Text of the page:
What Are the Tax Savings on Pre-Tax Flexible Spending Accounts?
Flexible spending accounts (also referred to as FSAs) are savings programs designed to help you pay for necessary expenditures such as medical, dental, and childcare expenses. FSAs must be set up through your employer, and you can set aside pre-tax dollars to help pay for these necessary expenses.
How the tax Benefit Is Calculated
Your contributions to an FSA plan are set aside pre-tax. According to Cindy Hockenberry, Director of Tax Research and Government Relations at the National Association of Tax Professionals, "The amount of the benefit is subtracted from your gross wages before the federal income tax withholding is computed." In addition to reducing the amount of income tax you pay, FSA contributions also reduce your payroll or FICA taxes, which will constitute a fair amount of savings on your part.
"No employment or federal income taxes are deducted from your contribution," explains the IRS in Publication 969. This is the only way that you can actively reduce your payroll tax, short of taking a cut in pay.
Medical FSA Savings
FSAs come in two varieties. There are the medical FSAs which cover your medical and dental expenses and dependent care FSAs that cover the daily cost of caring for your children. Due to the escalating cost of medical care and drug costs today, medical FSAs are particularly advantageous. Medical expenses are tax deductible only when your expenses exceed 7.5 percent of your adjusted gross income. It's worth noting that you must be able to itemize your expenses in order to claim these outlays as deductions. Medical FSAs reduce your taxable income right off the bat, and contributions in a medical FSA can be used to cover expenses that would not be tax deductible, such as over-the-counter medications.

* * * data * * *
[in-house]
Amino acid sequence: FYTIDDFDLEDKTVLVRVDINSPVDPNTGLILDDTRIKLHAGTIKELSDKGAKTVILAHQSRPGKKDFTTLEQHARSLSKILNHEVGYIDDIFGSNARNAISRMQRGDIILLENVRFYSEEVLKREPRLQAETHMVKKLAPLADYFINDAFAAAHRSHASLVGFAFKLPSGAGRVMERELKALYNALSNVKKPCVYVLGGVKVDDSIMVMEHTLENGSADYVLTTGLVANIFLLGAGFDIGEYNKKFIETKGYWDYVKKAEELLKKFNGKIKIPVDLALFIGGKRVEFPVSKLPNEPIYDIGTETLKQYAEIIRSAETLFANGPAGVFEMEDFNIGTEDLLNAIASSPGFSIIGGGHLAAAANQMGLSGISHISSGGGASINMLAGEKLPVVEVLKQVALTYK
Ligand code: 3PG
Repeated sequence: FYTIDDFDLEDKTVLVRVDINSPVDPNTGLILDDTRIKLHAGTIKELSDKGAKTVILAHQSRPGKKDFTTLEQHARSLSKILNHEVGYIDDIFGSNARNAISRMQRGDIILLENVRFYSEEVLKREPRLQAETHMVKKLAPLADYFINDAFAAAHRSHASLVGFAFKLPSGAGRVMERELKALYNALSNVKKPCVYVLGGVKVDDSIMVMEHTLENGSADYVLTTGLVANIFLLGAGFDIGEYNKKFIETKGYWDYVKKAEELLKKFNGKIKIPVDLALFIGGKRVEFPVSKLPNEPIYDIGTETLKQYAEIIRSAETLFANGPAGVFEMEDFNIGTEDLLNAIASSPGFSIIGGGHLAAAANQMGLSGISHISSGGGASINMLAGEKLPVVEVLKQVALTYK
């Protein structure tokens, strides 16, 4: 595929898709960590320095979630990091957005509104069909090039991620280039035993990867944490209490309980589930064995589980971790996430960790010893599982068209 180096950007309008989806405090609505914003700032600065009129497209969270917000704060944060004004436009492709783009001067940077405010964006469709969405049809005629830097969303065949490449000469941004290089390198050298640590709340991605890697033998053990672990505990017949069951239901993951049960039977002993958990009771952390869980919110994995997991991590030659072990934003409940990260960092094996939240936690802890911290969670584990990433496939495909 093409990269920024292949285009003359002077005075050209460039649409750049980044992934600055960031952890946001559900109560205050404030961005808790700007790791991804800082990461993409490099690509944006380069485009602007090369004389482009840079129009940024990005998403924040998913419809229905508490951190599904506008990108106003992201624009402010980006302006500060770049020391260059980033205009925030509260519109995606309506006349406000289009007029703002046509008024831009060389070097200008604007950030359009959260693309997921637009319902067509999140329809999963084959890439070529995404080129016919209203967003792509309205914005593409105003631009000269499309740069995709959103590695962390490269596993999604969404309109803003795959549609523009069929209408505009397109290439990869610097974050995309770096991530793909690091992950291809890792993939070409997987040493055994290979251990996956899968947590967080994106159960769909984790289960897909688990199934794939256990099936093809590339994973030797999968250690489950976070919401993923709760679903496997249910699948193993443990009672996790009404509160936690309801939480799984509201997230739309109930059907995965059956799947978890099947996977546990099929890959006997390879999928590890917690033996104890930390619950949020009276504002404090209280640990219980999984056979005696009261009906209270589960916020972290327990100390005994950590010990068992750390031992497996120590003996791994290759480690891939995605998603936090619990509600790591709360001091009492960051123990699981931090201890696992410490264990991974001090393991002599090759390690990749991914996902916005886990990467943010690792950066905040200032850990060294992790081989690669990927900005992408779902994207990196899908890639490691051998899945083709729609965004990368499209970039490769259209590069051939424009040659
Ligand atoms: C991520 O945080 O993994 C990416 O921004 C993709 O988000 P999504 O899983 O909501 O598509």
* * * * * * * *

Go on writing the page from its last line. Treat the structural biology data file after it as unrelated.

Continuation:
What Constitutes Dependent Care?
Dependent care FSAs are used to set aside pre-tax dollars to pay for childcare but also includes adult day care services. This is an important benefit today because of the "sandwich generation" that must care for their children as well as their ailing parents. Qualifying dependent care expenses allow you to work, or to be looking for work and must be for the care of a qualifying person (usually a dependent).
The FSA Drawback
A big drawback with FSAs is that you must use all of the money you have set aside each year, otherwise, the contributions are forfeited. These "use it or lose it" rules were recently relaxed by the IRS. Kay Bell of the IRS explains that the IRS will allow FSAs to pay out claims up to two and a half months after the end of the plan's benefit year. However, plan administrators are not required to do so. As an employee, you should ask your human resources representative if any of their FSA money can be carried over to the following year.
More FSA resources:
- What is a Flexible Spending Account? (About Financial Software)
- Manage Your FSA with Financial Software (About Financial Software)
- Maximize Your Employment Benefits (About Financial Planning)
- Flexible Spending Arrangements from Publication 969 (Internal Revenue Service)
- Medical and Dental Expenses, Publication 502 (IRS)
- Child and Dependent Care Expenses, Publication 503 (IRS)